Today sees the grand opening of Canada’s newest museum, the Canadian Museum of Human Rights. With a mandate to educate visitors on human rights, promote respect for others, and encourage a dialogue around human rights, this eagerly awaited museum has been talked about for over a decade, and was declared a National Museum by Parliament in 2008 (this is the first National Museum to be created since 1967).

The building is a stunning piece of architecture designed by Albuquerque based architect Antoine Predock, who says he drew inspiration from the natural spaces in Canada, the trees, the grasses, the Northern lights. The Canadian Museum of Human Rights is located in the Forks area of the city, and it is hoped that this new museum will bring both a boost to tourism in Winnipeg, and to the cityscape.

In the years leading up to the launch, the museum has been surrounded by controversy. The process for deciding which human rights issues would be showcased has faced heavy criticism and left several groups upset, which is not surprising as human rights are a controversial subject and what one group may consider an important issue is different to another. However, the museum is finished and looks to be a superb addition to the city.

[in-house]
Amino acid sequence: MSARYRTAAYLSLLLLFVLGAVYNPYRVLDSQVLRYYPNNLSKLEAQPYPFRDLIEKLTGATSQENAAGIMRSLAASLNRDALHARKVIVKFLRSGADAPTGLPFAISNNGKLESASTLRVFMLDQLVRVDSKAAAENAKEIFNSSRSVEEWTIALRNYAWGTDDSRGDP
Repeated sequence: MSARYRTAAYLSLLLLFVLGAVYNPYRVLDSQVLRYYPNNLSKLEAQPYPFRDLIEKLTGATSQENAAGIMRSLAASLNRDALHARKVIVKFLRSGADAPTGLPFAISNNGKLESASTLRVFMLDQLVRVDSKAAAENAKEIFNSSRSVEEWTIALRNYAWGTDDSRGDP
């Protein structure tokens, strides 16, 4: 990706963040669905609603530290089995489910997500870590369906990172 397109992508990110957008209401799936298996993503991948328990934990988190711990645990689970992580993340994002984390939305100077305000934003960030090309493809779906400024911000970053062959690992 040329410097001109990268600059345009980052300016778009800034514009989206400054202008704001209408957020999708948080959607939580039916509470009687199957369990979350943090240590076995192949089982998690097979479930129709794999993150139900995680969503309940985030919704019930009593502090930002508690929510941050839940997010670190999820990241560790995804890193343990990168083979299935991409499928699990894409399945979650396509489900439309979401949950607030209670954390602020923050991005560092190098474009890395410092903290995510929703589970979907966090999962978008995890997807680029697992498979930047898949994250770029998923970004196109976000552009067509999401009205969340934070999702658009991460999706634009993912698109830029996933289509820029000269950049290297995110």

Inside visitors will find galleries concentrating on certain areas of human rights and how they play a part in our lives. For example, there’s a gallery examining the Holocaust, one on Indigenous Rights in Canada, and others that give basic introductions to the concepts around human rights. The exhibits are designed to make us think, and push our understanding of how we treat one another – making the Canadian Museum of Human Rights a very unique addition to the museum landscape in this country.

The grand opening happens on Friday September 19th, and on the 20th there is an open-air concert at the Forks in front of the museum to celebrate this. The concert should be amazing, and features Canadian Folk legends Bruce Cockburn and Buffy Saint Marie, electronic pioneers A Tribe Called Red, hip-hop artist Shad, fiddler Ashley MacIsaac, and other inspiring Canadian artists. Admission is free, so grab a blanket and find a place to sit from 6.30pm to enjoy the show.


Roseman’s Queen Street location is less than 15 minutes away from the museum and other popular downtown attractions.